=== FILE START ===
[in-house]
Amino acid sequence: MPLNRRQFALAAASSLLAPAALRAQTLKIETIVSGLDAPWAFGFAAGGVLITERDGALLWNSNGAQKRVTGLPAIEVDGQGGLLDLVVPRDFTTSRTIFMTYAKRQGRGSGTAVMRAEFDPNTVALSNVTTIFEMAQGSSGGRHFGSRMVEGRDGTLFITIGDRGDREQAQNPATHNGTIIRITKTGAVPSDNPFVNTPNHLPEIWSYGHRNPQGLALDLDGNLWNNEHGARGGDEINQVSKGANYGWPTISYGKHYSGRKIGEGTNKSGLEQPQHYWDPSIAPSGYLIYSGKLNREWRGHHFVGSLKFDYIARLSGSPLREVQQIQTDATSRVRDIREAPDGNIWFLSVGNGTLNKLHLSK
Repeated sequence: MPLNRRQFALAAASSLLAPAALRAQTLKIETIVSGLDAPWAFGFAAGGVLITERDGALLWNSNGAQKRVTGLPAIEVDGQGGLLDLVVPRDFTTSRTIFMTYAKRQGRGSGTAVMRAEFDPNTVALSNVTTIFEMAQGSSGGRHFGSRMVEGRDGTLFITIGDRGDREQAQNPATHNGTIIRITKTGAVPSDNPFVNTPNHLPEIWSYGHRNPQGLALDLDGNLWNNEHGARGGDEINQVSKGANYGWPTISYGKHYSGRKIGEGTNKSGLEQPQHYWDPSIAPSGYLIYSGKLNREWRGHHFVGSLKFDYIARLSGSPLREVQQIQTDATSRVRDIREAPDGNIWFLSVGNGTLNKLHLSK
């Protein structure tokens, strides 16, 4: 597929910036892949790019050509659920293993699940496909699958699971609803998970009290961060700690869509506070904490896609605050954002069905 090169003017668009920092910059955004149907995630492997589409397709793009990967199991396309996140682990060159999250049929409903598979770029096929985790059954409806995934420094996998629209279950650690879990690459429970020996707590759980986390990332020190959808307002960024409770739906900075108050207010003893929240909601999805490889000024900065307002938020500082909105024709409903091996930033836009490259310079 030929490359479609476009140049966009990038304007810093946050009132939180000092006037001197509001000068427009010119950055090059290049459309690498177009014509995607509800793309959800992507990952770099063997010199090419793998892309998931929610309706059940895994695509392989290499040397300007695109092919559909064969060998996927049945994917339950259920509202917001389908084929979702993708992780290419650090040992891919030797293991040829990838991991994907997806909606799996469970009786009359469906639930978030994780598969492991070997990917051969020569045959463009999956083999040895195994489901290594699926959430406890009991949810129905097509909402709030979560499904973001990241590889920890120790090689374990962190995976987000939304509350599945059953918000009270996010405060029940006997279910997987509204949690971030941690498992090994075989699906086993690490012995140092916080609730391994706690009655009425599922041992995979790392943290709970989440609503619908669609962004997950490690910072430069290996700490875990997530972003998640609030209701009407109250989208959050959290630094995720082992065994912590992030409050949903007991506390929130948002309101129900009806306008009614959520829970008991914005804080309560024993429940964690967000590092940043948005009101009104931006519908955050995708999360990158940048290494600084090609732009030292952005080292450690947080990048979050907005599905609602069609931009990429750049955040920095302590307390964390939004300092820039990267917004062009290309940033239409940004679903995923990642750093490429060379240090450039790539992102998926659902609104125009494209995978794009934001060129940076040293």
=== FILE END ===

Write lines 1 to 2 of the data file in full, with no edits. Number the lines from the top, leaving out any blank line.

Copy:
[in-house]
Amino acid sequence: MPLNRRQFALAAASSLLAPAALRAQTLKIETIVSGLDAPWAFGFAAGGVLITERDGALLWNSNGAQKRVTGLPAIEVDGQGGLLDLVVPRDFTTSRTIFMTYAKRQGRGSGTAVMRAEFDPNTVALSNVTTIFEMAQGSSGGRHFGSRMVEGRDGTLFITIGDRGDREQAQNPATHNGTIIRITKTGAVPSDNPFVNTPNHLPEIWSYGHRNPQGLALDLDGNLWNNEHGARGGDEINQVSKGANYGWPTISYGKHYSGRKIGEGTNKSGLEQPQHYWDPSIAPSGYLIYSGKLNREWRGHHFVGSLKFDYIARLSGSPLREVQQIQTDATSRVRDIREAPDGNIWFLSVGNGTLNKLHLSK